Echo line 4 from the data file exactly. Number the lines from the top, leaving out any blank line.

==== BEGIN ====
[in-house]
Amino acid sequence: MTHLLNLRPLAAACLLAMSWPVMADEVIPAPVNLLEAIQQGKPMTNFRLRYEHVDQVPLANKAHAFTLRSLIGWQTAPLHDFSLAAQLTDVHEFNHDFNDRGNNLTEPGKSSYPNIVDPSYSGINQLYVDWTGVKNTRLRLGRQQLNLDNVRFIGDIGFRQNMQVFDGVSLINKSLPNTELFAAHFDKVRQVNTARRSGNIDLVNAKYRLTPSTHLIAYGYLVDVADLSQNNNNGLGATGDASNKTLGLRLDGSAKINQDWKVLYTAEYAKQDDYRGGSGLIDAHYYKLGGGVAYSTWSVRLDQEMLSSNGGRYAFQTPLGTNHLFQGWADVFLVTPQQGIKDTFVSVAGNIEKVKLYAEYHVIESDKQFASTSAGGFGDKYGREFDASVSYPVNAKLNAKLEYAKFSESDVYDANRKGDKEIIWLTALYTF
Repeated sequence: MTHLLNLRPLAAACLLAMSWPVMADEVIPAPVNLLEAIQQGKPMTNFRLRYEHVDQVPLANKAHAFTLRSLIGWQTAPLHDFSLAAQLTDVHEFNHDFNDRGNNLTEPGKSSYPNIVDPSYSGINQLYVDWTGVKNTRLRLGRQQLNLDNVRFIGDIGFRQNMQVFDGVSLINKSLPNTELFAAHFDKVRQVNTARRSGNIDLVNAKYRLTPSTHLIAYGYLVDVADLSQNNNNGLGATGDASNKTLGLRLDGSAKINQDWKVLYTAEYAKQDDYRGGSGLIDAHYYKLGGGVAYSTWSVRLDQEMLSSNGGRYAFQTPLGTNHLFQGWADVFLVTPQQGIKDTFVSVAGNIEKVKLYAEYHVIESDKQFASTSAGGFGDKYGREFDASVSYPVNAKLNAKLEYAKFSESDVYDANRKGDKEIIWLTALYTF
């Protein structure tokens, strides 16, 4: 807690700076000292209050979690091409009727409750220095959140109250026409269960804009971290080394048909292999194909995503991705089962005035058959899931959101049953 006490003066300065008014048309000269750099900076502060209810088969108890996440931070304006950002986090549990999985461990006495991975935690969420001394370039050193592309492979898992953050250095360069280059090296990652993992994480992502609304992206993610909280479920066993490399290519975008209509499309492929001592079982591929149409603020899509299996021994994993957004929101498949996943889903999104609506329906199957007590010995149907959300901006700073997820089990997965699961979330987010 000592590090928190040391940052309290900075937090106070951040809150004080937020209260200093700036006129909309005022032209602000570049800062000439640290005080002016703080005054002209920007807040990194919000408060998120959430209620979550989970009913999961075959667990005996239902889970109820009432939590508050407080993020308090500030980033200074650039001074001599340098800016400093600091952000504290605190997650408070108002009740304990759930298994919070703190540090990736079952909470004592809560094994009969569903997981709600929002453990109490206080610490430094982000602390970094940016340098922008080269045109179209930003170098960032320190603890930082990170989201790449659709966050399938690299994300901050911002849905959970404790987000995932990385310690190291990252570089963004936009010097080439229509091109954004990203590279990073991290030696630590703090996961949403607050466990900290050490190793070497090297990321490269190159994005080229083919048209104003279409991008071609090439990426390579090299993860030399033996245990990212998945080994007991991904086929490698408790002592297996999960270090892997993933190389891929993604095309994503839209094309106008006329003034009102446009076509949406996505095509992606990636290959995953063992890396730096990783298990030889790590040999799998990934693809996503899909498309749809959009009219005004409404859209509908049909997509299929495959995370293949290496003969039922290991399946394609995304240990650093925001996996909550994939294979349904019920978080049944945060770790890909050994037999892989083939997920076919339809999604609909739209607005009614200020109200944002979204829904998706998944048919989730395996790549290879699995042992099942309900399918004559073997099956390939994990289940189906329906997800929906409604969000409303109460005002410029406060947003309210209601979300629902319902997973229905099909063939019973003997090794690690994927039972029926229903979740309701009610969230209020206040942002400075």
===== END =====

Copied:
């Protein structure tokens, strides 16, 4: 807690700076000292209050979690091409009727409750220095959140109250026409269960804009971290080394048909292999194909995503991705089962005035058959899931959101049953 006490003066300065008014048309000269750099900076502060209810088969108890996440931070304006950002986090549990999985461990006495991975935690969420001394370039050193592309492979898992953050250095360069280059090296990652993992994480992502609304992206993610909280479920066993490399290519975008209509499309492929001592079982591929149409603020899509299996021994994993957004929101498949996943889903999104609506329906199957007590010995149907959300901006700073997820089990997965699961979330987010 000592590090928190040391940052309290900075937090106070951040809150004080937020209260200093700036006129909309005022032209602000570049800062000439640290005080002016703080005054002209920007807040990194919000408060998120959430209620979550989970009913999961075959667990005996239902889970109820009432939590508050407080993020308090500030980033200074650039001074001599340098800016400093600091952000504290605190997650408070108002009740304990759930298994919070703190540090990736079952909470004592809560094994009969569903997981709600929002453990109490206080610490430094982000602390970094940016340098922008080269045109179209930003170098960032320190603890930082990170989201790449659709966050399938690299994300901050911002849905959970404790987000995932990385310690190291990252570089963004936009010097080439229509091109954004990203590279990073991290030696630590703090996961949403607050466990900290050490190793070497090297990321490269190159994005080229083919048209104003279409991008071609090439990426390579090299993860030399033996245990990212998945080994007991991904086929490698408790002592297996999960270090892997993933190389891929993604095309994503839209094309106008006329003034009102446009076509949406996505095509992606990636290959995953063992890396730096990783298990030889790590040999799998990934693809996503899909498309749809959009009219005004409404859209509908049909997509299929495959995370293949290496003969039922290991399946394609995304240990650093925001996996909550994939294979349904019920978080049944945060770790890909050994037999892989083939997920076919339809999604609909739209607005009614200020109200944002979204829904998706998944048919989730395996790549290879699995042992099942309900399918004559073997099956390939994990289940189906329906997800929906409604969000409303109460005002410029406060947003309210209601979300629902319902997973229905099909063939019973003997090794690690994927039972029926229903979740309701009610969230209020206040942002400075």